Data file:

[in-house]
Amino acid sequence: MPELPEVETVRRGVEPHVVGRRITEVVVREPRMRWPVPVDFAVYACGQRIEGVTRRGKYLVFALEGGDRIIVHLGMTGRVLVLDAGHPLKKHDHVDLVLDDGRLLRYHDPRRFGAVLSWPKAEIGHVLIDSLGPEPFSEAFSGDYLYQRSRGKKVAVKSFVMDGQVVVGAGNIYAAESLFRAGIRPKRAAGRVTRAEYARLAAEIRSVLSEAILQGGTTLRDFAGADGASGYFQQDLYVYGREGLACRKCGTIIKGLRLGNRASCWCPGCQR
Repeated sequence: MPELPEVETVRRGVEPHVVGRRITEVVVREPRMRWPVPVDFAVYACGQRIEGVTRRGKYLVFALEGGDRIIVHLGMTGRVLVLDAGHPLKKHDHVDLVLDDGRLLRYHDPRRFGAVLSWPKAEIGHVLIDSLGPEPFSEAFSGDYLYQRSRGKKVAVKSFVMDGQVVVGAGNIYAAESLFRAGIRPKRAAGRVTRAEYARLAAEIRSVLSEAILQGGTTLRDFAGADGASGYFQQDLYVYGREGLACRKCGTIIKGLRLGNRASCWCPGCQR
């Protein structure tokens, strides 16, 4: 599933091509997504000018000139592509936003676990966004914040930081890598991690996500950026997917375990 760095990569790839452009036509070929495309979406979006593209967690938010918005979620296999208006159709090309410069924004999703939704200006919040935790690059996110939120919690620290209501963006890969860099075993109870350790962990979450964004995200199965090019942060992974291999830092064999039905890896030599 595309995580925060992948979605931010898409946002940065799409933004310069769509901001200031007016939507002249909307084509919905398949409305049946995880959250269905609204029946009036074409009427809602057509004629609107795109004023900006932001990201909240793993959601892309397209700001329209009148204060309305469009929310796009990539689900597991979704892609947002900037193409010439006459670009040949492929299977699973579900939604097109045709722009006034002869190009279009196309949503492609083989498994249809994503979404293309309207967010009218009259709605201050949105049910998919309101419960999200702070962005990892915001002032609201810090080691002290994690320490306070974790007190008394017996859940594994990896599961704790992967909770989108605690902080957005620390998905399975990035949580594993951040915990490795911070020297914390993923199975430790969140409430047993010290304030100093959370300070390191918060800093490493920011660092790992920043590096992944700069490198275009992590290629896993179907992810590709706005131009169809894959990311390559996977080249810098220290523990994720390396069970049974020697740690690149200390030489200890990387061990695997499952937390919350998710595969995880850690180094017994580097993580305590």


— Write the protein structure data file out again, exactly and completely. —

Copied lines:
[in-house]
Amino acid sequence: MPELPEVETVRRGVEPHVVGRRITEVVVREPRMRWPVPVDFAVYACGQRIEGVTRRGKYLVFALEGGDRIIVHLGMTGRVLVLDAGHPLKKHDHVDLVLDDGRLLRYHDPRRFGAVLSWPKAEIGHVLIDSLGPEPFSEAFSGDYLYQRSRGKKVAVKSFVMDGQVVVGAGNIYAAESLFRAGIRPKRAAGRVTRAEYARLAAEIRSVLSEAILQGGTTLRDFAGADGASGYFQQDLYVYGREGLACRKCGTIIKGLRLGNRASCWCPGCQR
Repeated sequence: MPELPEVETVRRGVEPHVVGRRITEVVVREPRMRWPVPVDFAVYACGQRIEGVTRRGKYLVFALEGGDRIIVHLGMTGRVLVLDAGHPLKKHDHVDLVLDDGRLLRYHDPRRFGAVLSWPKAEIGHVLIDSLGPEPFSEAFSGDYLYQRSRGKKVAVKSFVMDGQVVVGAGNIYAAESLFRAGIRPKRAAGRVTRAEYARLAAEIRSVLSEAILQGGTTLRDFAGADGASGYFQQDLYVYGREGLACRKCGTIIKGLRLGNRASCWCPGCQR
């Protein structure tokens, strides 16, 4: 599933091509997504000018000139592509936003676990966004914040930081890598991690996500950026997917375990 760095990569790839452009036509070929495309979406979006593209967690938010918005979620296999208006159709090309410069924004999703939704200006919040935790690059996110939120919690620290209501963006890969860099075993109870350790962990979450964004995200199965090019942060992974291999830092064999039905890896030599 595309995580925060992948979605931010898409946002940065799409933004310069769509901001200031007016939507002249909307084509919905398949409305049946995880959250269905609204029946009036074409009427809602057509004629609107795109004023900006932001990201909240793993959601892309397209700001329209009148204060309305469009929310796009990539689900597991979704892609947002900037193409010439006459670009040949492929299977699973579900939604097109045709722009006034002869190009279009196309949503492609083989498994249809994503979404293309309207967010009218009259709605201050949105049910998919309101419960999200702070962005990892915001002032609201810090080691002290994690320490306070974790007190008394017996859940594994990896599961704790992967909770989108605690902080957005620390998905399975990035949580594993951040915990490795911070020297914390993923199975430790969140409430047993010290304030100093959370300070390191918060800093490493920011660092790992920043590096992944700069490198275009992590290629896993179907992810590709706005131009169809894959990311390559996977080249810098220290523990994720390396069970049974020697740690690149200390030489200890990387061990695997499952937390919350998710595969995880850690180094017994580097993580305590």